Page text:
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Latino Artists Killing It At This Year’s Art Basel In Miami

Sometimes Art Basel can be overshadowed by the beautiful people and ?parties?, but if you want to take a little break from the sun, tequila and guest lists, here are some Latino artists you can catch at this year’s Art Basel – so you know, you can actually say you saw some art.

Pedro&Juana

If in LA go see these floaters at the #hammer #pedroyjuana

A photo posted by Pedro&Juana (@pedroyjuana) on


Mexico City based design firm Pedro&Juana, founded by Ana Paula Ruiz Galindo and Mecky Reuss, are presenting “Sobremesa,” an interactive installation inspired by the Latino tradition of lingering and talking with friends and family at the dinner table, post-meal. As a collaboration with Airbnb, the installation will consist of a transparent house structure with a courtyard, which will transform as the week goes on, to symbolize how homes and people change when they are shared.

Design/Miami Art Fair, Nov 30-Dec 4

Sangree

Hoy inauguramos Piedra Temporal en @saladeartepublicosiqueiros ??

A photo posted by SANGREE (@sangree_oficial) on


Sangree is a collective of Mexican artists, Rene Godinez Pozas and Carlos Lara. They recently debuted their Unclassified Site Museum installation in downtown Denver, so there’s a good chance that whatever work they have planned during the 12 Hours of NAAFI party during Basel is going to be rad. ?

Red Bull Academy Presents 12 Hours of NAAFI, Dec. 1, 21+

Narciso Rodriguez


The Narciso Rodriguez: An Exercise in Minimalism exhibit at Frost Art Museum is the perfect stop for those fashion lovers out there who want to bask in the work of one of the most influential Latino fashion designers in history. The exhibit is co-curated by Elle Magazine’s Creative Director, Alex Gonzalez, and features over 40 garments and purses that will make you drool. Bring mami or take your boo to drop some hints for Christmas gift ideas.

Frost Art Museum, Oct. 16- Jan. 8, 2017

José Parlá

A photo posted by José Parlá (@joseparla) on


Miami-bred-Brooklyn-residing Cuban artist José Parlá is coming back to his hometown for a special exhibit with YoungArts titled, Roots. The artist, whose work is featured at landmarks like One World Trade Center, writes of his inspiration for Roots, “No matter where we come from, in this country as in many other melting pots around the globe, throughout our shared histories, migrations, and immigration, mixed race roots contribute to the fiber of the beauty that is humanity.” Free admission and free to the public!

YoungArts Foundation, Nov. 29- Dec. 15

Alex Yanes

Fountain of youth ??

A photo posted by Alex Yanes (@alexyanes) on


Miami-based artist Alex Yanes is known for his vibrant, whimsical mixed-media pieces, and you’ll have plenty of chances to check out some of his newest work. He’ll have his work at the Thinkspace booth at Scope Art Fair and will reveal a massive mural installation as part of Juxtapoz Magazine’s Art Basel takeover in Wynwood.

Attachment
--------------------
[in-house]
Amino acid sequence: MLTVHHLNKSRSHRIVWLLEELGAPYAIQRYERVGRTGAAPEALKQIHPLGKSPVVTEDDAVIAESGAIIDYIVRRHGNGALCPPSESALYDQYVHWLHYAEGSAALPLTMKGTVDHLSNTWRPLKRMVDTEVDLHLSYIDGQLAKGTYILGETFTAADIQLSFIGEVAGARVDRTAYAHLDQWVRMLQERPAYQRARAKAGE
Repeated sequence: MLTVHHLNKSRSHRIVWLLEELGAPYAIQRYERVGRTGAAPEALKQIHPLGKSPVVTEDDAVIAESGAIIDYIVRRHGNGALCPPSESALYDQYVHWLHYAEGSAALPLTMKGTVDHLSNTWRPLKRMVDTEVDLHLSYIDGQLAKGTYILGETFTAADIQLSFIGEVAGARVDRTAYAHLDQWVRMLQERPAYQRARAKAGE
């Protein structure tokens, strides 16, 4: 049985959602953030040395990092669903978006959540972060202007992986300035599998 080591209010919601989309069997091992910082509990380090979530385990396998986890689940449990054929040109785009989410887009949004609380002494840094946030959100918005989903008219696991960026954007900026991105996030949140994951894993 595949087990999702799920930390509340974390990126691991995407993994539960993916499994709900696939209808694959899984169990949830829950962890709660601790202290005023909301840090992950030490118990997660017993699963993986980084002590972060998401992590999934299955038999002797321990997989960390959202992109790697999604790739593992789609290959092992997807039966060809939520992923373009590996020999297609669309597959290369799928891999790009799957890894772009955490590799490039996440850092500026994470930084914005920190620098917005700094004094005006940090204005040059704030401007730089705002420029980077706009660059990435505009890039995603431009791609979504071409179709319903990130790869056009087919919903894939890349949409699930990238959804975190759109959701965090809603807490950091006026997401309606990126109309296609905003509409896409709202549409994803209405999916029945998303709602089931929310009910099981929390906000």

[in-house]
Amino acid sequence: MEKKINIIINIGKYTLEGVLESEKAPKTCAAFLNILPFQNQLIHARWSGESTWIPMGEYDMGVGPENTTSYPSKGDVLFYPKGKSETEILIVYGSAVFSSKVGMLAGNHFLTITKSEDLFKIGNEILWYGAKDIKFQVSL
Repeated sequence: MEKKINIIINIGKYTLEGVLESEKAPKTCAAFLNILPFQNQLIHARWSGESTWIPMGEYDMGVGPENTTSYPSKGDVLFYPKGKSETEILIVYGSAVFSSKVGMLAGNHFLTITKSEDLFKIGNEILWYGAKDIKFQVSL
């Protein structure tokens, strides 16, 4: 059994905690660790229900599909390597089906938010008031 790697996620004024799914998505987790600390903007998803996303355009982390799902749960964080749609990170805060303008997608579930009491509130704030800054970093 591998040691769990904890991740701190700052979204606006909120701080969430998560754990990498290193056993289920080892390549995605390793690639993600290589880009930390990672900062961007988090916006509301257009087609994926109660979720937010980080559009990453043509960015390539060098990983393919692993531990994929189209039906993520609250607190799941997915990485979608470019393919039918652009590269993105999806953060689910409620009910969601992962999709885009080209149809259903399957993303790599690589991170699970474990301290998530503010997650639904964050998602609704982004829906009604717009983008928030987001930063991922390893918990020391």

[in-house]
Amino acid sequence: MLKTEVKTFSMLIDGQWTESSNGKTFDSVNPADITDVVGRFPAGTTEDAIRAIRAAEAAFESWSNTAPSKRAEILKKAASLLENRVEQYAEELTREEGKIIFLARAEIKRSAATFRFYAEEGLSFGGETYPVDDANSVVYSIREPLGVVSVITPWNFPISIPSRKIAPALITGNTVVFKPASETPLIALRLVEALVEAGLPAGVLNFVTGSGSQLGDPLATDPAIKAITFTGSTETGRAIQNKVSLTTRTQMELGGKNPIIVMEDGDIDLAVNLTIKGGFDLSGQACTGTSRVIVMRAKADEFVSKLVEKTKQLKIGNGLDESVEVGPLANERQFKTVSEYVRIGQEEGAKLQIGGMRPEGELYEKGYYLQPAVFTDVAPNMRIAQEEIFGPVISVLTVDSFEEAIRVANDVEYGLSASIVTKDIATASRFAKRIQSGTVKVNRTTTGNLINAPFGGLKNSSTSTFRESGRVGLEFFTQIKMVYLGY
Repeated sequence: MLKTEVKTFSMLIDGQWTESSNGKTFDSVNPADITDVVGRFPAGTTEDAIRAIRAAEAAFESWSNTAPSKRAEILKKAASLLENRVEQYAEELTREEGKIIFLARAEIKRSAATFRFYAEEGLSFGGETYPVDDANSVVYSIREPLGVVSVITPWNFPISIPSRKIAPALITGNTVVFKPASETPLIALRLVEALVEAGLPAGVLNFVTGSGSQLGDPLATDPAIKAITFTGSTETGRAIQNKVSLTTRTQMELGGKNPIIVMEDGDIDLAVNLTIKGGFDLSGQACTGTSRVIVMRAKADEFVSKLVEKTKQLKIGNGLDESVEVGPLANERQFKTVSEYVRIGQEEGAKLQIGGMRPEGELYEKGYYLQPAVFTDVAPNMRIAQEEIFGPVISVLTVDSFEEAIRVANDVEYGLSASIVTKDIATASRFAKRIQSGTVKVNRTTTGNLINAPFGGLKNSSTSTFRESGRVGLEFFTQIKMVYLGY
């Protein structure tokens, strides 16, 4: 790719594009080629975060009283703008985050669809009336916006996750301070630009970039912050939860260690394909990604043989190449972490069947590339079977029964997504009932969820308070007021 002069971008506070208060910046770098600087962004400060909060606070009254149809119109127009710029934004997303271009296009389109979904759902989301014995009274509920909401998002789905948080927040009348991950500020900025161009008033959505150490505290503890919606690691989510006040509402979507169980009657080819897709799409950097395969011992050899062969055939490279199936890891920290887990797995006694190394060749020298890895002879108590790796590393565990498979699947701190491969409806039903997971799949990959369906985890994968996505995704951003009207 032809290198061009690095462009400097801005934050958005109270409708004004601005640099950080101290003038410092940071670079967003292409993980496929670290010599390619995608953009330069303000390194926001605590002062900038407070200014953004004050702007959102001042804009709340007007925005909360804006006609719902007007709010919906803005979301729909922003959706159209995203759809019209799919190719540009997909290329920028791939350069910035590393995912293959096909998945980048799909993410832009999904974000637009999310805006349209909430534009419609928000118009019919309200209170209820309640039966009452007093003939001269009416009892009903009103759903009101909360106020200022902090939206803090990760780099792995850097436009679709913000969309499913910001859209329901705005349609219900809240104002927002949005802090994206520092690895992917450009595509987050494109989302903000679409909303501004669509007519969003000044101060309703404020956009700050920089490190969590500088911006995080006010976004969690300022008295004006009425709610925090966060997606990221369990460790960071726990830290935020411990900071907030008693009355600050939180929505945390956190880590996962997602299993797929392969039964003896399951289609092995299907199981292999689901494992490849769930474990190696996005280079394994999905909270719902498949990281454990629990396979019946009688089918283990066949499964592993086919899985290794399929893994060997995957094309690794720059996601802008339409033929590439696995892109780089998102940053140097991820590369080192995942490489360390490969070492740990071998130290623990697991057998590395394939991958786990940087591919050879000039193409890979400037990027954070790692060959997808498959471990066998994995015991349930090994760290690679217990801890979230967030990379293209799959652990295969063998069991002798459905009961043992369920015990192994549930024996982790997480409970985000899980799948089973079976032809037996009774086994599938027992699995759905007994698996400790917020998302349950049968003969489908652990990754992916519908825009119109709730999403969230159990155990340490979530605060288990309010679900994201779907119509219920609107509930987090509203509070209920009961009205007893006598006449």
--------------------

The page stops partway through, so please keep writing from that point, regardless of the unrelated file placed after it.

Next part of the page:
Juxtapoz Clubhouse, Dec. 1-Dec. 4

Dasic Fernandez


Wynwood Walls are a Miami art institution and are always holding it down for local artists, above all. Dasic Fernandez will be one of the artists unveiled during the new collection of murals on Nov. 29. He credits street graffiti and South American culture as his biggest influences.

Wynwood Walls, Nov. 30-Dec 1

Paulo Nazareth


Paulo Nazareth is one of 12 Brazilian artists who will be showcased at the Rubbell Family Collection’s exhibit, New Shamans/Novos Xamãs. Nazareth’s work is known for its commentary on race and class struggle in his native Brazil and South America as a whole.

RFC Museum, Nov. 30

Aaron De La Cruz


Aaron de la Cruz’s signature minimal, yet intricate, work will be on display during a special pop-up shop with iconic fashion brand, Maison Margiela. He will be painting a live installation during the event.

MM6 Pop-up, Nov. 29, RSVP only

Brujas and Venus X


While not technically art, badass Bronx all-female skate crew Brujas is partnering with Future Archives and Skate Free for a sweet party at Lot 22 Skate Park during Art Basel. The Brujas will be leading the skate session and NYC DJ Venus X will be providing the sounds, so this could be a really good spot to hang out and chill with some good people before your next party.

Lot 22 Skate Park, RSVP, Dec. 3

Diana Garcia

Bison’s medicine includes manifestation, protection, earth creativity, feminine courage, abundance, knowledge, generosity, hospitality, sharing work, courage, strength, challenge, survival, giving for the greater good, formulating beneficial plans. That´s the medicine our brothers and sisters from the Sioux tribe are carrying defending OUR water. Thank you, thank you, thank you??✨?? Grateful for their example of protest. It´s how we all should deal with the multiple challenges we´re experiencing around the world these days. Speaking out loud with love, in peace, from our hearts. Mother will guide us if we listen, she wants us to be present and aware of how we react, letting our emotions on a side, but standing strong. It´s time to change things inside us, so they can be manifested like a healing twirling Rainbow all around. We are the Rainbow Warriors. It´s our time✨ I’ll be donating the $ from these prints, so get yours and support the cause. For details, email me at: info@bewhatyoudream.com #defendthesacred #standingrock #nodapl #waterislife #ichoosemagic #bewhatyoudream

A photo posted by Diana Garcia (@imdianagarcia) on


Diana Garcia is a Mexican artist and actress currently living in Los Angeles. For Art Basel, the trendy hotel Freehand Miami will be hosting a night of Mexican art, at which she will unveil her newest mural. To keep on theme, there will be a pop-up taco truck and Don Julio tequila flowing. This sounds like a perfect night.

Freehand Miami, Dec. 1


READ: This Queer Immigration Activist Is Pushing The Boundaries Of Brown LGBTQ Art

Plan on going to Art Basel this year? Which artists/parties do you have your eye on?

Notice any needed corrections? Please email us at corrections@wearemitu.com

A Florida Doctor Is Being Charged with a Hate Crime After Assaulting a Latino Man at a Supermarket

Things That Matter

A Florida Doctor Is Being Charged with a Hate Crime After Assaulting a Latino Man at a Supermarket

Photos via MIAMI-DADE CORRECTIONS, Getty Images

It’s an unfortunate reality that Latinos face immense amounts of racism in America. Case in point: a Florida doctor is facing hate crime charges after assaulting a Latino man at a supermarket.